On the opening day of the 4-day convention, several workshops were offered. A workshop on “Interventional Audiology”—a 2-part session that looked at building bridges between the audiology and the physician communities, as well as how audiologists are being mired in their efforts to become limited-license providers by being too dependent on product sales—was offered by Brian Taylor, AuD, Bob Tysoe, Barry Freeman, PhD, Amyn Amlani, PhD, and Ian Windmill, PhD (Part 1 and Part 2 of a related series have been published in The Hearing Review). Likewise, several practice-building seminars titled “Taking Care of Business” were conducted by Sam Rotella, Kevin St Clergy, MS, Steve Woodward, and Brandan Ford. Additionally, a panel discussion on the evaluation and management of vestibular disorders was moderated by Sam Bittel, AuD.
Among the many things that stood out at the convention were the “game changer” sessions and keynotes that included topics about the future of pharmaceuticals in hearing healthcare (Kathleen Campbell, PhD); peripheral, cognitive, and central auditory aspects of hearing loss in adults (Larry Humes, PhD); the relationship between aging and hearing loss and alternate models of care (Frank Lin, MD, PhD), as well as a follow-up panel discussion focusing on many of these same topics (with Barbara Weinstein, PhD, David Citron, PhD, Drs Lin and Humes, and moderated by Dan Quall, AuD). The educational program also offered 20 seminars that ranged in subjects from the new challenges faced by dispensing practices to tinnitus management. Additionally, The Hearing Review hosted a 1-hour presentation, “10 Winning Tips for Patient Loyalty,” brought to attendees by CareCredit, which featured long-time industry marketing expert Sergei Kochkin, PhD, and Michele Ahlman of Clear Digital Media and Alex Aubert of Solutionreach.
ADA initiatives and honors. At the General Session and President’s Address, ADA President Brian Urban, AuD, mixed his humorous and personal perspectives with important information about the Academy’s activities during 2014. In particular, he acknowledged the skepticism relative to the Academy’s ambitious 18×18 initiative launched at last year’s convention, which has the goal of amending Title XVIII of the Social Security Act by 2018 to give audiologists limited-license physician status in the provision of audiology services under Medicare. Representatives Lynn Jenkins (R-KS) and Matt Cartwright (D-PA) introduced the legislation in Congress on July 31.
Dr Urban says that ADA has always been an organization that has taken the lead in envisioning where the profession should be moving, such as in the establishment of the AuD as the preferred designator for clinical audiologists. “I look around this room and I see people who have fought and sacrificed to make my life and my profession better and stronger,” said Urban. “They are the ones who have directly affected the way in which audiology is practiced today. As the great American philosopher Eric Hoffer put it, ‘In times of change learners inherit the earth, while the learned find themselves beautifully equipped to deal with a world that no longer exists’ —and I can tell you that ADA is full of learners.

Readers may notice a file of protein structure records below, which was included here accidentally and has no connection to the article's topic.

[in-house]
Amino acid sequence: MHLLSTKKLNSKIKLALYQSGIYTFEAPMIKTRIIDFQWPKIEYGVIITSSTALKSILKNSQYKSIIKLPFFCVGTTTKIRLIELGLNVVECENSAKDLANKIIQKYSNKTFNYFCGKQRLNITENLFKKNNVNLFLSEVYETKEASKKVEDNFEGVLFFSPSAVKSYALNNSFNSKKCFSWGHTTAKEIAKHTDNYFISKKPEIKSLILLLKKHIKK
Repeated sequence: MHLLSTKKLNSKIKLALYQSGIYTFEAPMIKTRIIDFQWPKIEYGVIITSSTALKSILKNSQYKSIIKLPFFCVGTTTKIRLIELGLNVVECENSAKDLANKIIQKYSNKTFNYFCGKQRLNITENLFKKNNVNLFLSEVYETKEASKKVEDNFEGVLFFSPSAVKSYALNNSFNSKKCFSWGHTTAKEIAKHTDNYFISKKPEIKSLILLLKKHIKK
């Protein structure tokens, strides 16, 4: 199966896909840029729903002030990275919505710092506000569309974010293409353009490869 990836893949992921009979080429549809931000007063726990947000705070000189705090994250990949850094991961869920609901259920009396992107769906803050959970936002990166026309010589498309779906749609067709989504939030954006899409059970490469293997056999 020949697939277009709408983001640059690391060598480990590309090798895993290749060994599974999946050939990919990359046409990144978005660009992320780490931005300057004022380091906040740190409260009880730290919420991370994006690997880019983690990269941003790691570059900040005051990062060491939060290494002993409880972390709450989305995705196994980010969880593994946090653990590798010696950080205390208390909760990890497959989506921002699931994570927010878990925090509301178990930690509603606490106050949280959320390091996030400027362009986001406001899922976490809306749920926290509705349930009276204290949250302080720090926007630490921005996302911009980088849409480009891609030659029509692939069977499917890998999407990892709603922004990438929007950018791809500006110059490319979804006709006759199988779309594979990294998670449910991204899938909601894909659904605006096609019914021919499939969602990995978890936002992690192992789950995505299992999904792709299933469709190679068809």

“Two years ago, many of us decided to vote for the 18×18 launch,” continued Urban. “ADA is a member-driven organization that has always led the way, so if you are a student or [a new ADA member], I strongly encourage you to spend time talking with some of the learners around you about our organization and about our profession. I guarantee that you’ll walk away with a whole new perspective on what it means to be an audiologist. But it can’t end there…It has to continue at home. That’s where the hard work occurs. It happens when we’re talking to classmates and it happens when we’re talking with colleagues in classrooms and practices; it happens at your state conventions. That’s where we truly see the progress…ADA as an organization can only do so much. It’s up to the membership that has to move this forward.”
Urban says the fruits of that labor are already evident in the endorsements of several organizations, including several state audiology organizations, the Scott Haug Foundation, Salus University, and the David & Carol Myers Foundation. Notably, it was announced just prior to the convention that the American Academy of Audiology (AAA) has endorsed 18×18.
Urban also recognized several luminaries in ADA and audiology at the general assembly. These included:
- Special recognition to ADA Executive Director Stephanie Czuhajewski, CAE, who works tirelessly on behalf of the organization.
- The Leo Doerfler Award, which honors excellence in clinical practice, was presented to Gregory Frazer, PhD, AuD, of Pacific Specialists Hearing and Balance Center in Los Angeles.
- The ADA Advocacy Award was presented to Tim Steele, PhD, of Associated Audiologists in Overland Park, Kan, for his instrumental work in helping introduce the Audiology Patient Choice Act of 2014.
- The David P. Goldstein Outstanding Audiologist Award was presented in memory of the late George Osborne, PhD, the first dean of PCO School of Audiology (Salus University), and was accepted by Victor Bray, PhD.
- The ADA Student Advocacy Award went to Rachel Magann Faivre of Northern Illinois University.
The convention also had its share of special social and learning events. This convention has always been known as an ideal place to network with like-minded dispensing professionals, and there were ample opportunities to do so at the Opening Night Reception in the exhibit hall, as well as at Friday night’s “Cherry on the Top Party” by the pool. Additionally, a Live Business Plan Competition was held on Saturday morning.
Next year. The 2015 Annual Convention will be held on November 12-15, 2015 at the Hyatt Regency Capitol Hill in Washington, DC. For more information, visit www.audiologist.org.